LOS ANGELES -- Encinitas, Calif., plans to make its debut as a long-term borrower this week.

The city, incorporated five years ago by popular vote, wants to build a civic center. This Wednesday it is scheduled to offer a $7.4 million certificate of participation issue through a joint powers authority created by the city.

Encinitas also expects to sell an additional $4 million of certificates for the project during the first half of 1992.

An upscale community located on the coast, nealy 30 miles north of San Diego and with a popularion of 56,000, Encinitas has never sold general obligation bonds or any other long-term debt, according to the city's financial adviser.

The adviser noted that it is increasingly rare to find a first-time municipal issuer.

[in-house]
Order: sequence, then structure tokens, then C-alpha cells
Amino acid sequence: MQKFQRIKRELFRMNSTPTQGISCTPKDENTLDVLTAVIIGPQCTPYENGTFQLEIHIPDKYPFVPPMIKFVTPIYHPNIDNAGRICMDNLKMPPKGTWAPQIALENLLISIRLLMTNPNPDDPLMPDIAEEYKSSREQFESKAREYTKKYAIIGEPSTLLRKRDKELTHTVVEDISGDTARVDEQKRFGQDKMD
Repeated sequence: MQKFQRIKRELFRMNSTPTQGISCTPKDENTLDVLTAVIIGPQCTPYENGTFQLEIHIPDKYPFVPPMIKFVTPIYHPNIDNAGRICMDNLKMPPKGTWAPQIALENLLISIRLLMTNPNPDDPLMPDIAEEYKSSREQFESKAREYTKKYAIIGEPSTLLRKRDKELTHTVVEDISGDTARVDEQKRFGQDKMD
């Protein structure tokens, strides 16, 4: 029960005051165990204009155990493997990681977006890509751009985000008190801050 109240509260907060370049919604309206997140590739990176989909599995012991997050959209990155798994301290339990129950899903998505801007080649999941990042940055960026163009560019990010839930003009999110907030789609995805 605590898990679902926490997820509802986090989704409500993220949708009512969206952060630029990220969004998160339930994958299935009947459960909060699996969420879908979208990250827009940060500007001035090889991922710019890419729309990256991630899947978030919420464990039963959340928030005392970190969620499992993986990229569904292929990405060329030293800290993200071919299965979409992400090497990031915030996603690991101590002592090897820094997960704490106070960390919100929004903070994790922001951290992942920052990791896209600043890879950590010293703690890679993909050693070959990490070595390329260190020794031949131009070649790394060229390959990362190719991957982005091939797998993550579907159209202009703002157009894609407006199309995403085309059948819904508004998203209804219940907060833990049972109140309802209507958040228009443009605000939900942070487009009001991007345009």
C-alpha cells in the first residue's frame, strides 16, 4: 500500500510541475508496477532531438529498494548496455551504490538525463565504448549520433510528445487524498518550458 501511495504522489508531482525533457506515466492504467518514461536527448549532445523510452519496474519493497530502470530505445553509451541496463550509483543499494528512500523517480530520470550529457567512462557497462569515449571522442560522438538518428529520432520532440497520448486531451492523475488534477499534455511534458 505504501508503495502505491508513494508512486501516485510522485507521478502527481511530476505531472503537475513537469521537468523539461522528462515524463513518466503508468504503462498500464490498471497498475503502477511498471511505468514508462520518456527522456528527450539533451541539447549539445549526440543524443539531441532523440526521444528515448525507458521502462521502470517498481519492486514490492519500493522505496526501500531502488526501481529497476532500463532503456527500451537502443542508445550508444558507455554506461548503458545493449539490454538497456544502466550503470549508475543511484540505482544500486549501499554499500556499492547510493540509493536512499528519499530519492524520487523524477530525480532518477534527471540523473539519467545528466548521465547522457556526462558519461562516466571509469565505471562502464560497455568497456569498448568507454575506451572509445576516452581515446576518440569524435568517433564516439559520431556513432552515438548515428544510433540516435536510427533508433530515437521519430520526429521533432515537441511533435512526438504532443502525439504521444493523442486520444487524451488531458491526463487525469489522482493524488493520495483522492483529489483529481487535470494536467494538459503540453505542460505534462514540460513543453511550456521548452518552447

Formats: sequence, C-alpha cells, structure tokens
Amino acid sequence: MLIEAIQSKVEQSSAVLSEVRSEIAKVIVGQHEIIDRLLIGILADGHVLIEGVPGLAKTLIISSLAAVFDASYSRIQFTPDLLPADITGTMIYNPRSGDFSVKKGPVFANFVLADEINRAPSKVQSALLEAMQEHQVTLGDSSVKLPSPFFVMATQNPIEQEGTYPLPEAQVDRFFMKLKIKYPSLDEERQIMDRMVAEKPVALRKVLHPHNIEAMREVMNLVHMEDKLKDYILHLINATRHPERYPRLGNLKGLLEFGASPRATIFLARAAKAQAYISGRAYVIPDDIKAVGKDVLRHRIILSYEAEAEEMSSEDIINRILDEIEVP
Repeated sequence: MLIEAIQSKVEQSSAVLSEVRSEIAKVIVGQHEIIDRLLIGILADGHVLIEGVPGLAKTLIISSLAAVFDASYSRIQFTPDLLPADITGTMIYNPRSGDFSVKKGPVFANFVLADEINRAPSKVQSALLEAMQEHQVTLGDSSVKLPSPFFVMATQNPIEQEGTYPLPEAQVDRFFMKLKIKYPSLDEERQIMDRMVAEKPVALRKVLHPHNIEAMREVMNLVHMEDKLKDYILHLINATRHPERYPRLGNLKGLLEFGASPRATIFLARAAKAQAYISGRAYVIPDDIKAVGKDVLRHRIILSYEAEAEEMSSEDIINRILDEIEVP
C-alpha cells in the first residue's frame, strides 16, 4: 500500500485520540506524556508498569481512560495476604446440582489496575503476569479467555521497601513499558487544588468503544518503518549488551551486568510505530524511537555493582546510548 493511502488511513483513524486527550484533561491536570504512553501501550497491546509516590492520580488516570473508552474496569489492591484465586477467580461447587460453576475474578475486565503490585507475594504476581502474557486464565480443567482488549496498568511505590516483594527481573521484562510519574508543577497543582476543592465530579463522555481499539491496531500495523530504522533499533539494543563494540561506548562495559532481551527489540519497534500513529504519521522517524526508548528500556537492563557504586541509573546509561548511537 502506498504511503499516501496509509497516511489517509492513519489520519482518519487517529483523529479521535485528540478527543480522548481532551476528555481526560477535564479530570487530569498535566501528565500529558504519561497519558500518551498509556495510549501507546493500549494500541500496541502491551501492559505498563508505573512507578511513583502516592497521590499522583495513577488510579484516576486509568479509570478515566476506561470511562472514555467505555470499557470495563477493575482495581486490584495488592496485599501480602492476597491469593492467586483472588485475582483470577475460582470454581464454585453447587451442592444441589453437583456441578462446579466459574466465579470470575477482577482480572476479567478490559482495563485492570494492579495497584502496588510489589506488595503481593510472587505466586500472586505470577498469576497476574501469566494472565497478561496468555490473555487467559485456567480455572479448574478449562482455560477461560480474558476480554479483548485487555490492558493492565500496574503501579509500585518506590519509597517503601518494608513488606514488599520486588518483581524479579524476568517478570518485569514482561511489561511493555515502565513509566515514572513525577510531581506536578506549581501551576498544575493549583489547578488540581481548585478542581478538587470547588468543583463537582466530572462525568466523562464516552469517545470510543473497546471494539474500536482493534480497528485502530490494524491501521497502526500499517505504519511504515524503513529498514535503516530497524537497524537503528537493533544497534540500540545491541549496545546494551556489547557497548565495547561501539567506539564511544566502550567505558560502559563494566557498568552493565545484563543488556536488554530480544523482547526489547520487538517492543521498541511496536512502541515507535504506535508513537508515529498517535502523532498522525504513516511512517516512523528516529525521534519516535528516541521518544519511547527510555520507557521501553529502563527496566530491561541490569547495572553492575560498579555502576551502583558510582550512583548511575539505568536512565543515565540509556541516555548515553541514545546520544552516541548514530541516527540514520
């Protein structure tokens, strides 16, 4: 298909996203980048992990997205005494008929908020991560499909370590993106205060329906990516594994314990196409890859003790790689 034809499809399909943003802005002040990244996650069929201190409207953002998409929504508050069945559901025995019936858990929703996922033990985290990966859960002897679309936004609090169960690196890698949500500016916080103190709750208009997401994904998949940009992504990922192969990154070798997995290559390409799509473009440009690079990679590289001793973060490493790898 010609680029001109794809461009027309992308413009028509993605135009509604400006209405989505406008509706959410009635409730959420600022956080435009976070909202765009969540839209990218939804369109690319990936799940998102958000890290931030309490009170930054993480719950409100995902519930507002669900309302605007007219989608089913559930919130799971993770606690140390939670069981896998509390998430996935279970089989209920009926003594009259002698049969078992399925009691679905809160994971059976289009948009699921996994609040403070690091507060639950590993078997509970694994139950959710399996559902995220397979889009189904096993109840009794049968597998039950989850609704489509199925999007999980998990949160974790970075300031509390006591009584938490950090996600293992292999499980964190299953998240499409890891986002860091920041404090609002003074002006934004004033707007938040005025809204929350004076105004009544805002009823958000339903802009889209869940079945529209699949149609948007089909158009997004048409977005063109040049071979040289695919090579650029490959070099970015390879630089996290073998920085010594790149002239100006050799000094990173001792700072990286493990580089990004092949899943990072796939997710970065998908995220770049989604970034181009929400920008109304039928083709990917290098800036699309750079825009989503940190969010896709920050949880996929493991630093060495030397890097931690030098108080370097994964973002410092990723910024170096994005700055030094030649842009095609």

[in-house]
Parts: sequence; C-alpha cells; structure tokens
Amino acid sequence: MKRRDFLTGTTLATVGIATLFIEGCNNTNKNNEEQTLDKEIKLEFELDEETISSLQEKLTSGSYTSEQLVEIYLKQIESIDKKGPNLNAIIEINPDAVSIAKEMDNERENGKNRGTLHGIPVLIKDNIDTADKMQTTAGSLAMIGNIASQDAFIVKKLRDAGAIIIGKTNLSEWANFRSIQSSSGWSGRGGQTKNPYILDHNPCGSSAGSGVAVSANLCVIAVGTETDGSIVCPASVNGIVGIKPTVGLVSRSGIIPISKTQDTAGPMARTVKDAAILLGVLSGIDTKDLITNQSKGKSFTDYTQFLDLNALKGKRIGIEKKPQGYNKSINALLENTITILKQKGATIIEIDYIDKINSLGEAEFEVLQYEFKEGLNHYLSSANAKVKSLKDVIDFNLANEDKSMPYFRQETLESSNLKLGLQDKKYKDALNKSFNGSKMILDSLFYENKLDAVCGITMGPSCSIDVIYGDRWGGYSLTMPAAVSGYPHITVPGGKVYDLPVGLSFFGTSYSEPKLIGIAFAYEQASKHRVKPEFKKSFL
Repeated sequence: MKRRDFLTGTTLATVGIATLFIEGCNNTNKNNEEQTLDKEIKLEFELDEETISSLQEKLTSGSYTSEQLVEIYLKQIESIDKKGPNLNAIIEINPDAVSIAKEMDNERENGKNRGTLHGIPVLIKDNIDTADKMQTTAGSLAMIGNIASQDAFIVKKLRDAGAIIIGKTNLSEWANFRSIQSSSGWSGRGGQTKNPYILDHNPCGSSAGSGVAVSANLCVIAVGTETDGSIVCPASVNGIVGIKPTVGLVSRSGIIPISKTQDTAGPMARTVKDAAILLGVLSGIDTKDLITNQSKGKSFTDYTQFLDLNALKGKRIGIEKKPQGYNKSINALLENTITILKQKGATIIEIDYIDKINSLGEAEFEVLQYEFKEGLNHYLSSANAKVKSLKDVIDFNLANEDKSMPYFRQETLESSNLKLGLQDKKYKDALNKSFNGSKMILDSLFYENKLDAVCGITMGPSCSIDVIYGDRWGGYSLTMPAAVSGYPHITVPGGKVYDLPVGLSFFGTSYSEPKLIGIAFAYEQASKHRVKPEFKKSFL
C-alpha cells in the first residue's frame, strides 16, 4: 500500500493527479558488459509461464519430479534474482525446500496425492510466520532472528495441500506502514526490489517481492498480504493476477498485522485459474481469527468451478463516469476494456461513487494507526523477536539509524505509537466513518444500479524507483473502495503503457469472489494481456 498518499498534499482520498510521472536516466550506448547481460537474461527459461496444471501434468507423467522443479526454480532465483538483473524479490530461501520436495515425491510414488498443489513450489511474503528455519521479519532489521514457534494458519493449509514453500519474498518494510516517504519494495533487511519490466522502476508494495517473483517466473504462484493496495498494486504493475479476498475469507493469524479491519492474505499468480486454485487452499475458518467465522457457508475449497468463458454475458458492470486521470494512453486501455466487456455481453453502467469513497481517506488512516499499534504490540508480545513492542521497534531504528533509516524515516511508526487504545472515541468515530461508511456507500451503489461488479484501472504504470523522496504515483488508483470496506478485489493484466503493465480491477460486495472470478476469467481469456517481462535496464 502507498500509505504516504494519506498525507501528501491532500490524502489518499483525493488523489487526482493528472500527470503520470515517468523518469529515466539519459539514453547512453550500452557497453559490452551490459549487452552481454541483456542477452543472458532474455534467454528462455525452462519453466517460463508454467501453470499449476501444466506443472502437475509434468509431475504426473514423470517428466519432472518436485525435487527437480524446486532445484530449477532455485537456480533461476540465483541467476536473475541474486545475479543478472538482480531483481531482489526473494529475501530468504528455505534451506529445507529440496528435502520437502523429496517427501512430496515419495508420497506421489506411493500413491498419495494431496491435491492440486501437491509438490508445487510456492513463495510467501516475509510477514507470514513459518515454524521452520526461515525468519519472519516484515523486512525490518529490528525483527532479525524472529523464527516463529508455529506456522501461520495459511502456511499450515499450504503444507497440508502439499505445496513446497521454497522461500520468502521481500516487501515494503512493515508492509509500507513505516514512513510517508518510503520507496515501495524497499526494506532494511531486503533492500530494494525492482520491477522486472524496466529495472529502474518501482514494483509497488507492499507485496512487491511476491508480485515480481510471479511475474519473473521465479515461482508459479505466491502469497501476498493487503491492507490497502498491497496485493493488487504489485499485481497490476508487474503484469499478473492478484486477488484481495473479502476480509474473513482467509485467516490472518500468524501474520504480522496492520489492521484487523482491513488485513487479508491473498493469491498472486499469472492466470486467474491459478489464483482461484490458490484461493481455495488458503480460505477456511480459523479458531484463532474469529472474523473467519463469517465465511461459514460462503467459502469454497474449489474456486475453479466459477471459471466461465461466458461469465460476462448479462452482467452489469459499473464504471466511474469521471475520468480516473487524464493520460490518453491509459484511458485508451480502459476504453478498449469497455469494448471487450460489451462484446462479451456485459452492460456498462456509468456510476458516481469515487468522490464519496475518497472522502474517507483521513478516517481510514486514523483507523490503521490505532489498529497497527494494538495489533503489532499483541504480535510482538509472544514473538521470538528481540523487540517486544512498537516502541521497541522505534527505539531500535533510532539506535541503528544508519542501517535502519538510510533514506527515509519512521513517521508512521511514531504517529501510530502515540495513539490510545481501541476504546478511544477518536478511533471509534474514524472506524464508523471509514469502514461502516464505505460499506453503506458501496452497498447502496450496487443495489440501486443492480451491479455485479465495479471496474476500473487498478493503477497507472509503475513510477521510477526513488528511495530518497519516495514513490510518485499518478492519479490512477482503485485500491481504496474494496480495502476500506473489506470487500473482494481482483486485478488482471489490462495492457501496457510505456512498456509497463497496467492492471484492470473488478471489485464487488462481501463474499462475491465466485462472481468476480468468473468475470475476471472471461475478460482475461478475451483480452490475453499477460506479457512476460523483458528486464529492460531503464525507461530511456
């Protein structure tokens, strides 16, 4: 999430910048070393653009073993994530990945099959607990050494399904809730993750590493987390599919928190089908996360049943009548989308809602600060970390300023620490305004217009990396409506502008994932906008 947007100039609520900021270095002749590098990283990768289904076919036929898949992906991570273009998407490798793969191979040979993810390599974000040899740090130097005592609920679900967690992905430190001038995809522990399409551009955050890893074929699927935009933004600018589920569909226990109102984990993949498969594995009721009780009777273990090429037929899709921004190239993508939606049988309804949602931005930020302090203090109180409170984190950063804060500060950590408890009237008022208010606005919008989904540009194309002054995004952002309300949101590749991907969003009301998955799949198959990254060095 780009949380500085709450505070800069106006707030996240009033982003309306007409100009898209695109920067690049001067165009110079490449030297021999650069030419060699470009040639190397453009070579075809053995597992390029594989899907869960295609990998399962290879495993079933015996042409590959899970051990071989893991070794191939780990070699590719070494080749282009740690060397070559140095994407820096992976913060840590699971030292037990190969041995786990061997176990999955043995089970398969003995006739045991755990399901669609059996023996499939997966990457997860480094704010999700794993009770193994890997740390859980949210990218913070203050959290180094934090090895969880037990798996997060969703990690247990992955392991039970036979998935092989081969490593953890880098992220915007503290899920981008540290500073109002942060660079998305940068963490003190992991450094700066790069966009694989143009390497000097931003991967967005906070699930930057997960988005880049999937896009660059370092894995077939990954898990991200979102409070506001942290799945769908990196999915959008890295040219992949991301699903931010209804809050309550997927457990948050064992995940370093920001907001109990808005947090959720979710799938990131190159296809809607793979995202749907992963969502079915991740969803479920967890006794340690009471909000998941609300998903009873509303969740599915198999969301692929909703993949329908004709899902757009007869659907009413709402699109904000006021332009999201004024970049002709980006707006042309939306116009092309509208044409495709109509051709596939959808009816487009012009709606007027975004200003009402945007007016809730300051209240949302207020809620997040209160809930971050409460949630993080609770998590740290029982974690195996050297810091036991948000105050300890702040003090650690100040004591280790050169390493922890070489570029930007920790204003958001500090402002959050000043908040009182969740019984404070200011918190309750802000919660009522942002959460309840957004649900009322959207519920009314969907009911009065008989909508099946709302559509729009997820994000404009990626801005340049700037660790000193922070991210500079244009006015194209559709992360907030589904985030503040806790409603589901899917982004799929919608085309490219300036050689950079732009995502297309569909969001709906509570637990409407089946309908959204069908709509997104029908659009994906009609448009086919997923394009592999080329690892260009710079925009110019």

"You don't see this every day," said Richard H. Clark, managing director of the public finance deparment of Security Pacific National Bank, the financial adviser on the competitively bid issue. Mr. Clark predicted the small issue would do well because "it's a new name and the market seems to like new names."

The certificates will fund land acquisition and construction, in addition to improvements on a one-story building that formerly housed a supermarket. The building, which overlooks the Pacific Ocean, will be remodeled into the new civic center.

"We're very happy to be in the market," said Warren H. Shafer, city manger for Encinitas. "This is a critical project for our city."

Lease payments on the civic center building by the city to the joint powers authority will pay off the certificates, Mr. Shafer said. The COPs are not considered debt under California law and do not represent a lien on the city's general fund, according to language in the preliminary official statement.

The certificates received a conditional A1 rating from Moody's Investors Service and an A-minus provisional rating from Standard & Poor's Corp.

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